The Shame of the City

del.icio.us Tags: The Shame of the City,China

Wednesday night, the Empire State Building in Manhattan shone red and yellow as a tribute to the sixtieth anniversary of the Communist takeover of China.

When lit, the Empire State is a lovely sight. Yet last night’s display cast a rather ugly glow. Why? Because given the nation it is honoring, we must ask the sponsors of this celebration which highlights of China’s history during those sixty years they especially want to honor.

Might it be the murder of Christian missionaries in the late 40s and 50s? How about the killing of millions of Chinese during Chairman Mao’s “Great Leap Forward” campaign of the mid-fifties? During those years, Communist authorities pressed rural Chinese to modernize, demanding such insanities as backyard steel mills.

China enveloped Tibet in the late 50s. That ancient Buddhist land is still being suppressed and its unique culture eradicated fifty years later. The Dalai Lama and many other Tibetans still live in exile.

In the mid-60s, Chairman Mao initiated the Great Proletarian Cultural Revolution which left more millions dead. Fanatical Red Guards beat and brutalized anyone who had exposure to Western Culture—and even trashed China’s revered cultural heritage.

China scholar Simon Leys wrote in Chinese Shadows about the Little Red Book of Mao’s banal “thoughts.” Millions of Red Guards memorized, chanted, and used that book to beat their elders over the head. Leys—the nom de plume of a respected expert in Chinese antiquities—described the Cultural Revolution as an exercise in which people had their skulls opened, their brains scooped out, and their brain pans filled with Maoist concrete. He didn’t mean it literally; at least, I hope he didn’t.

When, in utter exhaustion and desperation, the rulers of China opened up to the West in the 1970s, Communist Party leader Teng Hsiao-p’ing charmed liberals here with his supposed reforms and rationality. But Teng also instituted one of the most brutal of population control programs in history.

Stanford University scholar Steven Mosher courageously exposed to the world the massive forced abortions that resulted from China’s One Child policy. An estimated 50 million forced abortions have occurred in China, almost all of them attributable to the Communist Party’s inflexible rule.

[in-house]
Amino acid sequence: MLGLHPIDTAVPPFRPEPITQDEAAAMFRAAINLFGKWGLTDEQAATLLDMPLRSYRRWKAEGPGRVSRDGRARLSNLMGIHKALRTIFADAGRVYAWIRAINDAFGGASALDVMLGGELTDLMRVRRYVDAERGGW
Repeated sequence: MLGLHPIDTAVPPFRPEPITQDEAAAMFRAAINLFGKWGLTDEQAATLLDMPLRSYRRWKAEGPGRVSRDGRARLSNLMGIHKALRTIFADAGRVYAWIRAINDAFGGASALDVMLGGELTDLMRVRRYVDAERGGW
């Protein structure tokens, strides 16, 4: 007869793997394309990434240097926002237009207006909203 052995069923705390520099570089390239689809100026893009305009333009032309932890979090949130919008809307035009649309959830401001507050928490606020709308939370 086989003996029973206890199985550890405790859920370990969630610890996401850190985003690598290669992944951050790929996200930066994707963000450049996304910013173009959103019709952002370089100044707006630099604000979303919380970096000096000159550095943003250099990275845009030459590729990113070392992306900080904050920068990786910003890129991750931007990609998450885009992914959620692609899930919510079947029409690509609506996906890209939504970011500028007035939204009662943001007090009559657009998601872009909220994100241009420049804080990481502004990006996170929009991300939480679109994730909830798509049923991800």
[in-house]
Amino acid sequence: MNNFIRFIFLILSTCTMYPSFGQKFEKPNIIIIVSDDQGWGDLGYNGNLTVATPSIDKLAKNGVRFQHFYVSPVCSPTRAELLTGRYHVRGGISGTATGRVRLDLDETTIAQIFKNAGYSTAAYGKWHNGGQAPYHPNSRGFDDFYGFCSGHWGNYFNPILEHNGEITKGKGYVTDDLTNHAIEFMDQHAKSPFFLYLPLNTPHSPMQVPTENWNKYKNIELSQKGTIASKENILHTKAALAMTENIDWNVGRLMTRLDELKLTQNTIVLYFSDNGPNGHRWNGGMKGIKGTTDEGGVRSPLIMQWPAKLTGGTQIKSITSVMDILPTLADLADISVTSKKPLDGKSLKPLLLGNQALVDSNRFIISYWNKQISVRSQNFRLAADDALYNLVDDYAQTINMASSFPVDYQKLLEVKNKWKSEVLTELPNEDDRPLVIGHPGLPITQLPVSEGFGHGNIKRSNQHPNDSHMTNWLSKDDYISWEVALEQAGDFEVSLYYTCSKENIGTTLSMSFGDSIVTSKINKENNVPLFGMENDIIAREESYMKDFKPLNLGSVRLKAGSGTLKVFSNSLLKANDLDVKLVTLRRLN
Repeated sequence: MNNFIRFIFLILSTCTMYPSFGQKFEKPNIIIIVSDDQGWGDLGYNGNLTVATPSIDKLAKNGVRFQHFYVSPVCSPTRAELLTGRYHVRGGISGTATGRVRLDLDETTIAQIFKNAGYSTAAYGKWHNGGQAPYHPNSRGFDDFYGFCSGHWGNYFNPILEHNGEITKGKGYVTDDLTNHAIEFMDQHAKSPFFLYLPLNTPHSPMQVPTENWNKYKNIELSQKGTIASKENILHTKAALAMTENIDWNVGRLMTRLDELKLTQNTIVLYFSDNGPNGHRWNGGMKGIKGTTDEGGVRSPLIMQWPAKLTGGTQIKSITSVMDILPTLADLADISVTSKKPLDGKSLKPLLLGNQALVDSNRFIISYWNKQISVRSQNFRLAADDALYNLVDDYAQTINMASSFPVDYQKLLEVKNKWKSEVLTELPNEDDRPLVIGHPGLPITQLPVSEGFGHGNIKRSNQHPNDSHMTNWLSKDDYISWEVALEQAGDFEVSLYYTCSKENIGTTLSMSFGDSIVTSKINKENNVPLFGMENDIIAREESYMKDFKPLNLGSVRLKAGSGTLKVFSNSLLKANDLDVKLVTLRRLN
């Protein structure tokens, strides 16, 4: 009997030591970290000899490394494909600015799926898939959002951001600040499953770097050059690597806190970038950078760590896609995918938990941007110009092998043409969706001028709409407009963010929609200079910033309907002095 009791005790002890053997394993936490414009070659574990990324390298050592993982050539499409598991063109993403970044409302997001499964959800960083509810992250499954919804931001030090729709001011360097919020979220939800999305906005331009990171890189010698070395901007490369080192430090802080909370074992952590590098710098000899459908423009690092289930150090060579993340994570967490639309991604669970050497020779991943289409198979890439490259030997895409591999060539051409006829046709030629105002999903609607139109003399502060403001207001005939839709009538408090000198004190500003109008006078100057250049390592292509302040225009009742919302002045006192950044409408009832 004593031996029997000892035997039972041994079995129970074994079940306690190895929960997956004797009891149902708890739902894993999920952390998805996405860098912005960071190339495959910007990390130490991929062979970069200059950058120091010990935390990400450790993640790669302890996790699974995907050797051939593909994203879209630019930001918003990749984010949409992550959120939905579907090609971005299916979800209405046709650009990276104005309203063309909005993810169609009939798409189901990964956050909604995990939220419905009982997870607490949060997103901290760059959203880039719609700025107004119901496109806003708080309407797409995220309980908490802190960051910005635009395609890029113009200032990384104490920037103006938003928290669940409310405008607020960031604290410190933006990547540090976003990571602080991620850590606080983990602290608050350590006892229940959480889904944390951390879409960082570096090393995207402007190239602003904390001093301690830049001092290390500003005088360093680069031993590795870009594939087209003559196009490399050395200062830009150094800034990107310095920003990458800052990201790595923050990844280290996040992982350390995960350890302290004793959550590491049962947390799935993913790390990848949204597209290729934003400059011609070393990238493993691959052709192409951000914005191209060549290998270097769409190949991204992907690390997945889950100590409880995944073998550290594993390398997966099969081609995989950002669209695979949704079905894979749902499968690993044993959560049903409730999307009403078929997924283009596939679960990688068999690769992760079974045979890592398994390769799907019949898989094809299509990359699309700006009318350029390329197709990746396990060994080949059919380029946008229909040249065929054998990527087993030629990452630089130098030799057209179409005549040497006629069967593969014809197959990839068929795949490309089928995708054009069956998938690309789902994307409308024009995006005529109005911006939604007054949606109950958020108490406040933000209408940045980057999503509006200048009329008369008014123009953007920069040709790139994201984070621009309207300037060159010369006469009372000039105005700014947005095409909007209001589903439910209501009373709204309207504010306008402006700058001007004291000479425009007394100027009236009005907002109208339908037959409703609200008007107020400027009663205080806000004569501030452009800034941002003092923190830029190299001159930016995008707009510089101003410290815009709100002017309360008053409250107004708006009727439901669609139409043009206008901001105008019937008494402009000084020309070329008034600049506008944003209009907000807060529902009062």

President Obama, in one of his first acts, revoked Ronald Reagan’s policy of preventing U.S. foreign aid from being used to fund abortion. Mr. Obama is once again giving our tax money to the United Nations Population Fund (UNFPA), which has been complicit in China’s One Child policy since its inception.

And let’s not forget Tienanmen Square. In 1989, thousands of student demonstrators were brutalized by soldiers ostensibly given drugs and alcohol to inspire them to murder. Tanks and armored vehicles rolled over young men and women. Others were gunned down by order of the Communist rulers in Beijing.

Wang Wei-Lin from the People’s Liberation Army. His unforgettable image was seen around the world. What the world did not see, but what Chinese democracy advocates told me ten years ago, was that Wang Wei-Lin was escorted into a nearby hotel and there strangled to death by the regime’s security forces. Also summarily executed, I was informed, was the tank driver. He was killed, they say, for not running right over Wang Wei-Lin.

Last year, China’s Communist rulers put on a brave face and invited the world to come to Beijing for the 2008 Olympics. Their factories had to be closed down, however, and motorists banned for weeks before the Olympic crowds arrived. That was to allow the deadly smog to clear so that the runners could be seen by the spectators and so that the archers could see their targets.

It’s one thing for Communists to do vicious and shameful things. It’s entirely something else for free people—at least people who think themselves free and who, presumably, would like for their children to remain free—to “honor” such an odious regime. Sixty years of inhuman tyranny is nothing to celebrate.

I’ve always been proud to be a New Yorker. I have an ornament of the Empire State Building on my Christmas tree every year. Not this year. I’m too red-faced—with shame, shame for my city.

eFM--1kc5e8

View article…

Advertisements

Leave a Reply

Fill in your details below or click an icon to log in:

WordPress.com Logo

You are commenting using your WordPress.com account. Log Out / Change )

Twitter picture

You are commenting using your Twitter account. Log Out / Change )

Facebook photo

You are commenting using your Facebook account. Log Out / Change )

Google+ photo

You are commenting using your Google+ account. Log Out / Change )

Connecting to %s

%d bloggers like this: